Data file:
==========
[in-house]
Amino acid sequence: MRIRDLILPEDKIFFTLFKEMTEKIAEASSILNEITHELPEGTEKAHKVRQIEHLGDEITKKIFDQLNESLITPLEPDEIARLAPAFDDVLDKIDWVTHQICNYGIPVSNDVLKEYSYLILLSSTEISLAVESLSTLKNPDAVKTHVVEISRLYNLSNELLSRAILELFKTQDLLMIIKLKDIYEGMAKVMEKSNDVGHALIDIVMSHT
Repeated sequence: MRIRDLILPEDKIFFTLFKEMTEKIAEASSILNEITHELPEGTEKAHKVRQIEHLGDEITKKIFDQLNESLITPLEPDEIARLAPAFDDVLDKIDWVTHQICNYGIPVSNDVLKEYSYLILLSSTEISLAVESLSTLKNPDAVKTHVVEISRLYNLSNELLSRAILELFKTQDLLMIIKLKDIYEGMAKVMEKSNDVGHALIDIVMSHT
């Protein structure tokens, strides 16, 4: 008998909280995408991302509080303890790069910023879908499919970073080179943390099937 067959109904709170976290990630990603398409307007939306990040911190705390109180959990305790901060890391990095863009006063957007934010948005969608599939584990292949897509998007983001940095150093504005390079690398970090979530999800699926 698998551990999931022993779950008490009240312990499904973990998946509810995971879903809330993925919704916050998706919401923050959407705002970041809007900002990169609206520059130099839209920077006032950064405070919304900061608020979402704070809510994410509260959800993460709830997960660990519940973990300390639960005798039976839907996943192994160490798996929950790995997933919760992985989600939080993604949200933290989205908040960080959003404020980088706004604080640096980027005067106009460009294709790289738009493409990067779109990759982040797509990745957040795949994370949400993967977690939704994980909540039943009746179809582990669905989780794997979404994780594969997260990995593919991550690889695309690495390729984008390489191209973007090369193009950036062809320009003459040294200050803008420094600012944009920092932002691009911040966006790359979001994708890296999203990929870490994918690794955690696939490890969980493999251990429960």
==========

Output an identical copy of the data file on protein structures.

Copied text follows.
[in-house]
Amino acid sequence: MRIRDLILPEDKIFFTLFKEMTEKIAEASSILNEITHELPEGTEKAHKVRQIEHLGDEITKKIFDQLNESLITPLEPDEIARLAPAFDDVLDKIDWVTHQICNYGIPVSNDVLKEYSYLILLSSTEISLAVESLSTLKNPDAVKTHVVEISRLYNLSNELLSRAILELFKTQDLLMIIKLKDIYEGMAKVMEKSNDVGHALIDIVMSHT
Repeated sequence: MRIRDLILPEDKIFFTLFKEMTEKIAEASSILNEITHELPEGTEKAHKVRQIEHLGDEITKKIFDQLNESLITPLEPDEIARLAPAFDDVLDKIDWVTHQICNYGIPVSNDVLKEYSYLILLSSTEISLAVESLSTLKNPDAVKTHVVEISRLYNLSNELLSRAILELFKTQDLLMIIKLKDIYEGMAKVMEKSNDVGHALIDIVMSHT
């Protein structure tokens, strides 16, 4: 008998909280995408991302509080303890790069910023879908499919970073080179943390099937 067959109904709170976290990630990603398409307007939306990040911190705390109180959990305790901060890391990095863009006063957007934010948005969608599939584990292949897509998007983001940095150093504005390079690398970090979530999800699926 698998551990999931022993779950008490009240312990499904973990998946509810995971879903809330993925919704916050998706919401923050959407705002970041809007900002990169609206520059130099839209920077006032950064405070919304900061608020979402704070809510994410509260959800993460709830997960660990519940973990300390639960005798039976839907996943192994160490798996929950790995997933919760992985989600939080993604949200933290989205908040960080959003404020980088706004604080640096980027005067106009460009294709790289738009493409990067779109990759982040797509990745957040795949994370949400993967977690939704994980909540039943009746179809582990669905989780794997979404994780594969997260990995593919991550690889695309690495390729984008390489191209973007090369193009950036062809320009003459040294200050803008420094600012944009920092932002691009911040966006790359979001994708890296999203990929870490994918690794955690696939490890969980493999251990429960």